As of this writing House Ways and Means chairman Paul Ryan has not decided whether to run for speaker. He has been bombarded by all the Republican factions. Even Mitt Romney says the Wisconsinite can unify the Republican conference and take the job.
I applaud Ryan’s leadership and policy skills and think he would make a good speaker.
But there’s a backstory to the current chaos of the GOP conference and the withdrawal of Kevin McCarthy from the speakership race. The GOP leadership in the House and Senate has failed to pass legislation to repeal the Obama agenda and put the measures on the president’s desk. If he vetoes them, so be it. We go to 2016. But it’s all been broken promises.
Former Bush speechwriter Peter Robinson just reminded readers on the Ricochet website of an interview he had with Kevin McCarthy before the 2014 midterms.
Robinson: “You will pass a reform agenda, putting bill after bill on President Obama’s desk?” (Italics mine.)
McCarthy: “Yeah, that’s our job.” (Italics mine again.)
It never happened. No bills passed by the House and Senate to repeal Obamacare. No pro-growth tax reform (especially corporate tax reform). No broad-based energy bill. No bill to retract Obama’s illegal executive immigration actions.
This failure has enraged the Republican grassroots and has sent three outsiders — Donald Trump, Ben Carson, and Carly Fiorina — to the top of the GOP presidential field.
What have the congressional Republicans been waiting for?
Well, according to ace Washington policy analyst Dan Clifton of Strategas, the Ryan-led Ways and Means committee has been moving on three pieces of reconciliation legislation to defund Planned Parenthood and target specific pieces of Obamacare for repeal. And Clifton notes that reconciliation legislation requires just 51 votes in the Senate. Sure, Obama would veto this. But at least the GOP would signal its intentions should they win the White House in 2016.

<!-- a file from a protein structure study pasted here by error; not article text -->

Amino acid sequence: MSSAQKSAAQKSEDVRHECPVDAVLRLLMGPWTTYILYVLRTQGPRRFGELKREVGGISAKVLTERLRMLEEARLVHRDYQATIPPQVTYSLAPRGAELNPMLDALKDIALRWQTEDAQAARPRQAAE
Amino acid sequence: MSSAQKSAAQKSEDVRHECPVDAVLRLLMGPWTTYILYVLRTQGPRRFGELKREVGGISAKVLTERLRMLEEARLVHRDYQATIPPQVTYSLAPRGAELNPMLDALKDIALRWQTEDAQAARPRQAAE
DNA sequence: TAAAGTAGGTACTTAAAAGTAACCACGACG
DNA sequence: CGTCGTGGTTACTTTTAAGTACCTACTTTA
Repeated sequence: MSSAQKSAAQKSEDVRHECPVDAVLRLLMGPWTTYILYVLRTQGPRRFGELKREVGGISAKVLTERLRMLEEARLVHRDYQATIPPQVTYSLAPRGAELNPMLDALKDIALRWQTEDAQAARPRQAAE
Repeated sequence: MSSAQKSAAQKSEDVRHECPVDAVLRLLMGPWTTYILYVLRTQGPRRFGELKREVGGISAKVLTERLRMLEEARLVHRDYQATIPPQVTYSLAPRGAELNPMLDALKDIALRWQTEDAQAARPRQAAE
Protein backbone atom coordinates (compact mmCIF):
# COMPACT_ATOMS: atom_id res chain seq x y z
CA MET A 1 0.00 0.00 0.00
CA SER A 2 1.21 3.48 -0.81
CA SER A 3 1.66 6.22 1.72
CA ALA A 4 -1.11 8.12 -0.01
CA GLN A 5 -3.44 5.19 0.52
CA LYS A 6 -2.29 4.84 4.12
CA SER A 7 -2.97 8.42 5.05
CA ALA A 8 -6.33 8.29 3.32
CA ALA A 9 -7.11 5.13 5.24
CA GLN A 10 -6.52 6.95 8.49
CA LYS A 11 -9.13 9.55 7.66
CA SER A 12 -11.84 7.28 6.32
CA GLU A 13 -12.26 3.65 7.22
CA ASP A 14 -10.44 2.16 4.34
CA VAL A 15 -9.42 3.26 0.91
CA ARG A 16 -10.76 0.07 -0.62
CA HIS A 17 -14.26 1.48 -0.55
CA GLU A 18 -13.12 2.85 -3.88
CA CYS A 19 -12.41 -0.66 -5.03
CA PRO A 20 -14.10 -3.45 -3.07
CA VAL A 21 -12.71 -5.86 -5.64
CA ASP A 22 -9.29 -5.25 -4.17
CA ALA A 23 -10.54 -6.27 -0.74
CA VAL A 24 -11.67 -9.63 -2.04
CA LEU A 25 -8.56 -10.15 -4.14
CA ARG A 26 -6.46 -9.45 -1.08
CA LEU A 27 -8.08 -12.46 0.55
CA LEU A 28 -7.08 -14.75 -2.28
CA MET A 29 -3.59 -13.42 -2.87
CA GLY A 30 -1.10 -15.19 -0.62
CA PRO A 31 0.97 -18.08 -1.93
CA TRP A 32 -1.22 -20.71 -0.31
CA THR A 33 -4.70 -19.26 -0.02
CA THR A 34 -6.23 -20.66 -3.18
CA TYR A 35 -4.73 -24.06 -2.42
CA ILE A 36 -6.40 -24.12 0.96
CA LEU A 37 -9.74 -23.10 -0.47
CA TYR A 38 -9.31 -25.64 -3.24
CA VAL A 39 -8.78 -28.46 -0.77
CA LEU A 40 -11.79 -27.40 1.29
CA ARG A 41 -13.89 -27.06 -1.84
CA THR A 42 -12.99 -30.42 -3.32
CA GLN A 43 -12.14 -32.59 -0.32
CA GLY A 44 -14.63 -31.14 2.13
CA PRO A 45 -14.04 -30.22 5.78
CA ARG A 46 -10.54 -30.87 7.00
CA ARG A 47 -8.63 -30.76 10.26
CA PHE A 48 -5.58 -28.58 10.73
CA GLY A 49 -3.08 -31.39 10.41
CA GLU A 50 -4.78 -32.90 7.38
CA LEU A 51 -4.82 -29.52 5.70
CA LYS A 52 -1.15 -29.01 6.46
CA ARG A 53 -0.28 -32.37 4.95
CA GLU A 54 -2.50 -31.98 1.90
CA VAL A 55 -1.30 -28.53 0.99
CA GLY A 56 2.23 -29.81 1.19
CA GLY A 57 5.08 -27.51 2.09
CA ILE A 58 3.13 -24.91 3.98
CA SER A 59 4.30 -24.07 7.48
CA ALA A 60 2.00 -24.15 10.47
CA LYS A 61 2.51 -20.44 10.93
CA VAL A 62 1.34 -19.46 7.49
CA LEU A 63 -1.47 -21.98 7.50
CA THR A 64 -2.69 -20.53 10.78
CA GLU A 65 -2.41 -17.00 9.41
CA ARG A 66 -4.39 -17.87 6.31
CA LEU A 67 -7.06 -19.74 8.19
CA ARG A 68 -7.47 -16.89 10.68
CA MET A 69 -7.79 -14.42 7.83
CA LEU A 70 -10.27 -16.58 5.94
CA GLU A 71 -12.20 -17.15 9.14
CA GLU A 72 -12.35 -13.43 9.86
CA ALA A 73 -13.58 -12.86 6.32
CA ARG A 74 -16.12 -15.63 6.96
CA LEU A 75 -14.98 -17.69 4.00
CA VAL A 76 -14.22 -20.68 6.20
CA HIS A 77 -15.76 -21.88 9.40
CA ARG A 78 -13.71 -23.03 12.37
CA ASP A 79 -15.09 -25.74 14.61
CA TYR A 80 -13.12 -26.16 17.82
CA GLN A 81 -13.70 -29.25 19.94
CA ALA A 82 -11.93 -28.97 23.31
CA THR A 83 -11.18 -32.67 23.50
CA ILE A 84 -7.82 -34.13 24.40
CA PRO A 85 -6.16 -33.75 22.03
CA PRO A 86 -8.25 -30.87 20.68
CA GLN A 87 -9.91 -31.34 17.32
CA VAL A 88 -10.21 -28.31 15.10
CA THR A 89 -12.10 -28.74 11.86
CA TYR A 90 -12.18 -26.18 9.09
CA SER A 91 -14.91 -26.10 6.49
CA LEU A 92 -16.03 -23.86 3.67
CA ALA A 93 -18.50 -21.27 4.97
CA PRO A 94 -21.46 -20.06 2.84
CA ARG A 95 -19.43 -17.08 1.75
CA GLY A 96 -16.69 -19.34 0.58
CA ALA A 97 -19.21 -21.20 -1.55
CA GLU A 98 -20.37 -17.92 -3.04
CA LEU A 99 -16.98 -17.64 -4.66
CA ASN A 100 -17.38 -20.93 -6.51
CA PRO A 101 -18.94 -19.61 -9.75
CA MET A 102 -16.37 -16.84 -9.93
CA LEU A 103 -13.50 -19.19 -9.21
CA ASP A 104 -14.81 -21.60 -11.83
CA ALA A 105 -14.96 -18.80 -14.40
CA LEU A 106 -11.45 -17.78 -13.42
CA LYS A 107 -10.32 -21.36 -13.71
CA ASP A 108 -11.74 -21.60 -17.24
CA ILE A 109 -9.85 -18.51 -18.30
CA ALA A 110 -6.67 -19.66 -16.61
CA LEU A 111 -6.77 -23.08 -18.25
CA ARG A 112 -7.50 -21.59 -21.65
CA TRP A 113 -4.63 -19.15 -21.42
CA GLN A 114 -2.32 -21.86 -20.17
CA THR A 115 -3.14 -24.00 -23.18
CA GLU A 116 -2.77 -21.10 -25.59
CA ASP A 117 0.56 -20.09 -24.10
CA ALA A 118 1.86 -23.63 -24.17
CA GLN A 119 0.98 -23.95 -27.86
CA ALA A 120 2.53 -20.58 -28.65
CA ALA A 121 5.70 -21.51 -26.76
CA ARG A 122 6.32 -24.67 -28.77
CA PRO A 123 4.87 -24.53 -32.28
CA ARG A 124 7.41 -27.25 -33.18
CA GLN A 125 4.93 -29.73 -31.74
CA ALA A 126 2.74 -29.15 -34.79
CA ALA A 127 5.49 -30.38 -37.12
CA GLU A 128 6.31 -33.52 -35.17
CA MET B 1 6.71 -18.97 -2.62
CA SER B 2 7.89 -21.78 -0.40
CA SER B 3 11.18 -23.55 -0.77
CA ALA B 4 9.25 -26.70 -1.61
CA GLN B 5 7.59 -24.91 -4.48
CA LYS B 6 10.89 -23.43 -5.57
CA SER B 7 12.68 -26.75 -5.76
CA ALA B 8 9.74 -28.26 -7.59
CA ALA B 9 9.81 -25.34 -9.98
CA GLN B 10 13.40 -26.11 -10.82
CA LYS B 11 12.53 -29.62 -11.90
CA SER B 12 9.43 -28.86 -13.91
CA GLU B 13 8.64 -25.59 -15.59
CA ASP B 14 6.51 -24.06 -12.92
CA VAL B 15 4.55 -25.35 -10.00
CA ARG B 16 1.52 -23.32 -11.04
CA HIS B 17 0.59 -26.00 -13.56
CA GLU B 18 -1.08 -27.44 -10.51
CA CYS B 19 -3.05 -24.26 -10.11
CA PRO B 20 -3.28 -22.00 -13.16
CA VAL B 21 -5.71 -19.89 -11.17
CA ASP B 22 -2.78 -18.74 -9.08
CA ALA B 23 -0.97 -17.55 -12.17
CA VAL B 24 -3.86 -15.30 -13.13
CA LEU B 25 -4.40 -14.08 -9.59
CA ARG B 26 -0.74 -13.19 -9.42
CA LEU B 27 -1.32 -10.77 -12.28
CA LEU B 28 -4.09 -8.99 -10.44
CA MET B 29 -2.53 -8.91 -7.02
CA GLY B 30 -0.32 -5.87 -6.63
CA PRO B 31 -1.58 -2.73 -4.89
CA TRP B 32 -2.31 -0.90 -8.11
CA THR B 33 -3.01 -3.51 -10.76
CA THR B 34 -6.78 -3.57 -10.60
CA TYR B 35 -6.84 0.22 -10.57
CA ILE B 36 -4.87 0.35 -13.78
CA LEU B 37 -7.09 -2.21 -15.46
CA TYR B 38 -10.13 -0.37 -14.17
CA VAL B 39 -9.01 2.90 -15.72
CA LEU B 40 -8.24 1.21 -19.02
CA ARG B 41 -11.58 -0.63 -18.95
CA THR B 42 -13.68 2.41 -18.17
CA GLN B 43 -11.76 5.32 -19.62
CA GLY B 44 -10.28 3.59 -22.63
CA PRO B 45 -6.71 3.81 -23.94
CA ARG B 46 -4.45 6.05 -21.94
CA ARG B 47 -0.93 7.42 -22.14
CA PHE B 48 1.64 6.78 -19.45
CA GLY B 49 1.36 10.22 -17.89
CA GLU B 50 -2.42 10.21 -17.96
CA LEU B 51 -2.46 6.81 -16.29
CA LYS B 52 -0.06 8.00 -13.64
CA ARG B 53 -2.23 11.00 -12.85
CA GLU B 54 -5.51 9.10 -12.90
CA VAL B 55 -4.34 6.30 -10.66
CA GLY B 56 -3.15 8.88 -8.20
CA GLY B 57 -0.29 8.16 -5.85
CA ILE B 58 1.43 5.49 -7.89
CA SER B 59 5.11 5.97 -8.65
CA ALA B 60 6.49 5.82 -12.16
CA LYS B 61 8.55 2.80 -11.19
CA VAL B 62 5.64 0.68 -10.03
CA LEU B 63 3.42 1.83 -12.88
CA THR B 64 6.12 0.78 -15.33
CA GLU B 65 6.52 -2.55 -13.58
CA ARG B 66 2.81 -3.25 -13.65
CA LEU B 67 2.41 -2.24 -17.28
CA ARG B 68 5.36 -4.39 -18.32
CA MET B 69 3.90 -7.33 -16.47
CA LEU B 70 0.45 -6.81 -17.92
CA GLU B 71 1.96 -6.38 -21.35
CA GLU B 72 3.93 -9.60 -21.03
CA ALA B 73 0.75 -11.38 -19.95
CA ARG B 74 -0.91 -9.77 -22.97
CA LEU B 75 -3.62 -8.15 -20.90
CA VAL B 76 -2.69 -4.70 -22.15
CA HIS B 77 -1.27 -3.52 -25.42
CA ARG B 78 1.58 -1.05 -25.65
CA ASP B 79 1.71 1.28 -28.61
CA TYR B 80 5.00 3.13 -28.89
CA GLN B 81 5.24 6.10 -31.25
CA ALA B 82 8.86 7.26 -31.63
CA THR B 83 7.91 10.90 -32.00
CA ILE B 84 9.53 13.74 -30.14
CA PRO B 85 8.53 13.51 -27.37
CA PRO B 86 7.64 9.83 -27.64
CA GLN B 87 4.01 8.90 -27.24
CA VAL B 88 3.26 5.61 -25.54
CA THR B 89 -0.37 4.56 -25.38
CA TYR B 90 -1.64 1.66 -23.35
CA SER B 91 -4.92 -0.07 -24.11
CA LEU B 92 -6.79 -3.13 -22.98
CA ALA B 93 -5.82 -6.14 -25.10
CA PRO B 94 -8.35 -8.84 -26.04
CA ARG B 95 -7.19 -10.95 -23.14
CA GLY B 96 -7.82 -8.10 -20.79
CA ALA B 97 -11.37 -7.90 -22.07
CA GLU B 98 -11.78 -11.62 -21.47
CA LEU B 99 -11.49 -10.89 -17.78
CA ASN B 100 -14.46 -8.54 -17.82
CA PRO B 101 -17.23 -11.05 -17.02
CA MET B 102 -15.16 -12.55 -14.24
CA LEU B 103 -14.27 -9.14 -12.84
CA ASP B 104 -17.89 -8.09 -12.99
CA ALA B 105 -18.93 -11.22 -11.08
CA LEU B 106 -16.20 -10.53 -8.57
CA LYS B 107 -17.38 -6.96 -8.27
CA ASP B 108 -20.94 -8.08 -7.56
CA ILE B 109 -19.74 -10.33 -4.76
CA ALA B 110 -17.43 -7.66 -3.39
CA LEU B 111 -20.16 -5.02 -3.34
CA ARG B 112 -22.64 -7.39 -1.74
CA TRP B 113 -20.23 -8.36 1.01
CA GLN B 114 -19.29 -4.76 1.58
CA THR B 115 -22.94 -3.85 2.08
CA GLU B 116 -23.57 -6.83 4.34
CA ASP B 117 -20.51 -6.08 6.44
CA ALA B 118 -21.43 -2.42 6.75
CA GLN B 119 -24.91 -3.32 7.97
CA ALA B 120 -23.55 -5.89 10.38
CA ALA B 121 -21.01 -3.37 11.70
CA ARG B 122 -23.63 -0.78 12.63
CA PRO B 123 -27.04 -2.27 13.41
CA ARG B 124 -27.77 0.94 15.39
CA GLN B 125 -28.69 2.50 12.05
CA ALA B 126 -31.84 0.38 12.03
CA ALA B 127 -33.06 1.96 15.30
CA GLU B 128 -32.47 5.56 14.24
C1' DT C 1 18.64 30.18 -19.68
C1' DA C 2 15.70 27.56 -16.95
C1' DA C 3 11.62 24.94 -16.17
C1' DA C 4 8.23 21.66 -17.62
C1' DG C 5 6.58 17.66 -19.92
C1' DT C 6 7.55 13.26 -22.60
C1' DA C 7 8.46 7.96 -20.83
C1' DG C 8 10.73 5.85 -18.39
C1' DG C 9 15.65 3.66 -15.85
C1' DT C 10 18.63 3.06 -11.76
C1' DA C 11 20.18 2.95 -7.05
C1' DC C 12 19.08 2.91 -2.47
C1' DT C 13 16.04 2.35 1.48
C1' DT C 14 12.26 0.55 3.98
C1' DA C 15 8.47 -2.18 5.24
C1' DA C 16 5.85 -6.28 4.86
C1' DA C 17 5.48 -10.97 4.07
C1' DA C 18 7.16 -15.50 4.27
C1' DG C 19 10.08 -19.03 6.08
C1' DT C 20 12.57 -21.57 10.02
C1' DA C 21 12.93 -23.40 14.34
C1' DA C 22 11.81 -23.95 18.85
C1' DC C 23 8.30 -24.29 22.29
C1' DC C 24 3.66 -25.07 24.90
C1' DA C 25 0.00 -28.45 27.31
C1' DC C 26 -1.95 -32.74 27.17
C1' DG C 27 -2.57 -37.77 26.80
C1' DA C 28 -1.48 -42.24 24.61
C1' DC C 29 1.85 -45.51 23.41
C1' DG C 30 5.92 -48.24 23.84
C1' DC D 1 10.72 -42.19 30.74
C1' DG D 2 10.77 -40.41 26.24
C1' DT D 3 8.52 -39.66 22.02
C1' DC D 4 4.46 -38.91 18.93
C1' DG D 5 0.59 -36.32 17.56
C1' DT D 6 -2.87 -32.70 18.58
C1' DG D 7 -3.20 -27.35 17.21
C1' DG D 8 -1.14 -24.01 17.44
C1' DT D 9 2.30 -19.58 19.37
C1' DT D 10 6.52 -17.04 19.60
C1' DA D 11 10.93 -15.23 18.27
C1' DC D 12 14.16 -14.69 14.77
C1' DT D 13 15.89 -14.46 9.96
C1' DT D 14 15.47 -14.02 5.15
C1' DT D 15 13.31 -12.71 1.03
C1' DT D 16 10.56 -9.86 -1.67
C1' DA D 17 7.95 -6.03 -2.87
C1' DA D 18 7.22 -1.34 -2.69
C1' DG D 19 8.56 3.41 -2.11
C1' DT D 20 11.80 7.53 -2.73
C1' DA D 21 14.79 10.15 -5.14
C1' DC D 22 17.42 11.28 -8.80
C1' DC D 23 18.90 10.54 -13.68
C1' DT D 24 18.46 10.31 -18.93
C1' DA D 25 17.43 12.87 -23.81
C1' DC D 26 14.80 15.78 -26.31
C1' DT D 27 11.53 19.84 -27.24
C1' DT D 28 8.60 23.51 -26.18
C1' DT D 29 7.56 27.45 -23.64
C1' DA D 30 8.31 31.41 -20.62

And with Boehner on the way out, House Republicans have now developed a laundry list of reconciliation provisions to repeal the individual mandate, the employer mandate, the medical-device tax, the Cadillac tax, IPAB (Independent Payment Advisory Board), and the auto-enrollment requirement that forces small businesses to enroll full-time employees in Obamacare.
But what happened to tax reform, particularly corporate tax reform? This would be the single strongest stimulant to the economy, which is showing dangerous signs of yet another slowdown inside the already sub-par recovery.
There are three easy pieces here. First, slash the corporate tax rate to 15 percent from 40 percent and permit small business pass-through S-corps to pay the lower C-corp rate. This has been proposed by Donald Trump. Second, allow for full cash expensing of new business investment as a tax deduction. FedEx CEO Fred Smith says this by itself would generate a strong business-investment recovery. Third, pass a repatriation provision to bring back the roughly $2 trillion of U.S. multinational cash stashed overseas (to avoid double and triple taxation) and turn the whole system from worldwide to territorial taxation. Jeb Bush has proposed the second and third parts here, to his credit.
I spoke with Paul Ryan a few days ago (coincidentally the day before McCarthy bowed out), and he worried that Obama would never sign a pass-through small-business tax cut. He also worried that the Senate would never pass broad-based business tax reform. “The leadership will never do it,” he said. (Orrin Hatch from the Senate Finance Committee and Senate majority leader Mitch McConnell would have to play ball.) He also expressed concern about the Byrd rule inside reconciliation that requires tax-and-spend-and-debt packages to reduce budget deficits.
But if you go back and read the history of reconciliation, you’ll see that the Byrd rule can be whatever you want it to be. Republicans and Democrats have defined it and redefined it.
And if a reconciliation provision is deemed to be “extraneous,” any senator can raise a procedural objection that would be ruled on by the presiding officer on the advice of the Senate parliamentarian. But the presiding officer need not follow the advice of the parliamentarian. And the parliamentarian can be replaced by the Senate majority leader.
When we talked this week Ryan didn’t seem to be in a mood to be all that aggressive. And when I suggested that defunding Obamacare could be put into the same reconciliation bill as corporate tax reform, he didn’t say yes or no — he decided to keep his own counsel.
But the moral of the story for the post-Boehner period is that a Speaker Paul Ryan along with the legislative strategy of reconciliation and a Senate leadership that plays ball can solve the economy and the GOP’s grassroots revolt. What are they waiting for?